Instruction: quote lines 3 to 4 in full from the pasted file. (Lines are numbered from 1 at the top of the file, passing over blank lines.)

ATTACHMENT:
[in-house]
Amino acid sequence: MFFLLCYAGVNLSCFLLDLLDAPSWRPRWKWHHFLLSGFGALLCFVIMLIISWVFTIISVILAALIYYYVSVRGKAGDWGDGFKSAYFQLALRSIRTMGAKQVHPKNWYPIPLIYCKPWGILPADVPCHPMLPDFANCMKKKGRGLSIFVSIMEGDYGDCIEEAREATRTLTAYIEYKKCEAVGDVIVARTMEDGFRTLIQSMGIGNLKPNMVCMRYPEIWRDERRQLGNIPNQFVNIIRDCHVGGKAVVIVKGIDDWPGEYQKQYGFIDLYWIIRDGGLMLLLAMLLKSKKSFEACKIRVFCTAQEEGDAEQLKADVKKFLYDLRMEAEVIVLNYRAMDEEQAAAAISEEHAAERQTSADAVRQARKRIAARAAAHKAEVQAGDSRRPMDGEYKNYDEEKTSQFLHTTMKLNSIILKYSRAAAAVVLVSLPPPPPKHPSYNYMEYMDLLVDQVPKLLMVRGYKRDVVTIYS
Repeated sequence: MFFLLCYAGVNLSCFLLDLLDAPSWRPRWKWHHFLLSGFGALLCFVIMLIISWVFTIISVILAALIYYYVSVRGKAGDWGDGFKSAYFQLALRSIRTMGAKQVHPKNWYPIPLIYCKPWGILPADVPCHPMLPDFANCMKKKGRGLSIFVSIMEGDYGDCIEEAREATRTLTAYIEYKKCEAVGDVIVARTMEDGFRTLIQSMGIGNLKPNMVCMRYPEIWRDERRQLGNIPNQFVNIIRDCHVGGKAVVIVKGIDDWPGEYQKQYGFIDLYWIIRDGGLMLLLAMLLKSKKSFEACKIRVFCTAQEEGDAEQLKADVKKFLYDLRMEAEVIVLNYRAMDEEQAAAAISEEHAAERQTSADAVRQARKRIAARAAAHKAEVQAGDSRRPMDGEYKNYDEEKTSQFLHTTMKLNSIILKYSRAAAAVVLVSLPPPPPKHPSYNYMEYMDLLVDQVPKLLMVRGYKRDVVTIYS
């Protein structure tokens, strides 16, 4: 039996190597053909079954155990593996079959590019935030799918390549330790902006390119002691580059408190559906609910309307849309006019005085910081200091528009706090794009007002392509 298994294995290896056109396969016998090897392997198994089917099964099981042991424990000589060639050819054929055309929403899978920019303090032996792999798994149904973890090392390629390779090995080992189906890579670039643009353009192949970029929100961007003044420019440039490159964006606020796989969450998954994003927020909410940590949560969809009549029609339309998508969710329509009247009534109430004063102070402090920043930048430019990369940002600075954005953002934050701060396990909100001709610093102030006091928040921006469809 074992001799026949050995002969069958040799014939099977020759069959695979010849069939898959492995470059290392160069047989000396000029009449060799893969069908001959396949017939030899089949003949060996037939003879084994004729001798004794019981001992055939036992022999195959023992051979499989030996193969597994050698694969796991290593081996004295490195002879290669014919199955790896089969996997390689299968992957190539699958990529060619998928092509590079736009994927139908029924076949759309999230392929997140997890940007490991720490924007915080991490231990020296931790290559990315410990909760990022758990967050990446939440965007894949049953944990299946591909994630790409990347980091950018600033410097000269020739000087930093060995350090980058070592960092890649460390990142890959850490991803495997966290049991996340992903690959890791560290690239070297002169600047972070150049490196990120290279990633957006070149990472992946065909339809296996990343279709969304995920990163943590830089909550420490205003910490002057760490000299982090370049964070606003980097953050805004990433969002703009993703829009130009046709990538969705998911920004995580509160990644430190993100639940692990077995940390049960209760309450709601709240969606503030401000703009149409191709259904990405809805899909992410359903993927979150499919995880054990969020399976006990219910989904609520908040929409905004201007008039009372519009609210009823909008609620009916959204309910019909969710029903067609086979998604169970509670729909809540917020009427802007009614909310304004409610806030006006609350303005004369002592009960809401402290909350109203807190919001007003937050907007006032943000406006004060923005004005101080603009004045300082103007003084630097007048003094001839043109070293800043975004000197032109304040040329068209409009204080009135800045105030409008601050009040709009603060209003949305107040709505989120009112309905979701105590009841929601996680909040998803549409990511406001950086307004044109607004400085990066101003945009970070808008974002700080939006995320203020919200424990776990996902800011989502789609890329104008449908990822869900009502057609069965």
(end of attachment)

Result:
Repeated sequence: MFFLLCYAGVNLSCFLLDLLDAPSWRPRWKWHHFLLSGFGALLCFVIMLIISWVFTIISVILAALIYYYVSVRGKAGDWGDGFKSAYFQLALRSIRTMGAKQVHPKNWYPIPLIYCKPWGILPADVPCHPMLPDFANCMKKKGRGLSIFVSIMEGDYGDCIEEAREATRTLTAYIEYKKCEAVGDVIVARTMEDGFRTLIQSMGIGNLKPNMVCMRYPEIWRDERRQLGNIPNQFVNIIRDCHVGGKAVVIVKGIDDWPGEYQKQYGFIDLYWIIRDGGLMLLLAMLLKSKKSFEACKIRVFCTAQEEGDAEQLKADVKKFLYDLRMEAEVIVLNYRAMDEEQAAAAISEEHAAERQTSADAVRQARKRIAARAAAHKAEVQAGDSRRPMDGEYKNYDEEKTSQFLHTTMKLNSIILKYSRAAAAVVLVSLPPPPPKHPSYNYMEYMDLLVDQVPKLLMVRGYKRDVVTIYS
């Protein structure tokens, strides 16, 4: 039996190597053909079954155990593996079959590019935030799918390549330790902006390119002691580059408190559906609910309307849309006019005085910081200091528009706090794009007002392509 298994294995290896056109396969016998090897392997198994089917099964099981042991424990000589060639050819054929055309929403899978920019303090032996792999798994149904973890090392390629390779090995080992189906890579670039643009353009192949970029929100961007003044420019440039490159964006606020796989969450998954994003927020909410940590949560969809009549029609339309998508969710329509009247009534109430004063102070402090920043930048430019990369940002600075954005953002934050701060396990909100001709610093102030006091928040921006469809 074992001799026949050995002969069958040799014939099977020759069959695979010849069939898959492995470059290392160069047989000396000029009449060799893969069908001959396949017939030899089949003949060996037939003879084994004729001798004794019981001992055939036992022999195959023992051979499989030996193969597994050698694969796991290593081996004295490195002879290669014919199955790896089969996997390689299968992957190539699958990529060619998928092509590079736009994927139908029924076949759309999230392929997140997890940007490991720490924007915080991490231990020296931790290559990315410990909760990022758990967050990446939440965007894949049953944990299946591909994630790409990347980091950018600033410097000269020739000087930093060995350090980058070592960092890649460390990142890959850490991803495997966290049991996340992903690959890791560290690239070297002169600047972070150049490196990120290279990633957006070149990472992946065909339809296996990343279709969304995920990163943590830089909550420490205003910490002057760490000299982090370049964070606003980097953050805004990433969002703009993703829009130009046709990538969705998911920004995580509160990644430190993100639940692990077995940390049960209760309450709601709240969606503030401000703009149409191709259904990405809805899909992410359903993927979150499919995880054990969020399976006990219910989904609520908040929409905004201007008039009372519009609210009823909008609620009916959204309910019909969710029903067609086979998604169970509670729909809540917020009427802007009614909310304004409610806030006006609350303005004369002592009960809401402290909350109203807190919001007003937050907007006032943000406006004060923005004005101080603009004045300082103007003084630097007048003094001839043109070293800043975004000197032109304040040329068209409009204080009135800045105030409008601050009040709009603060209003949305107040709505989120009112309905979701105590009841929601996680909040998803549409990511406001950086307004044109607004400085990066101003945009970070808008974002700080939006995320203020919200424990776990996902800011989502789609890329104008449908990822869900009502057609069965």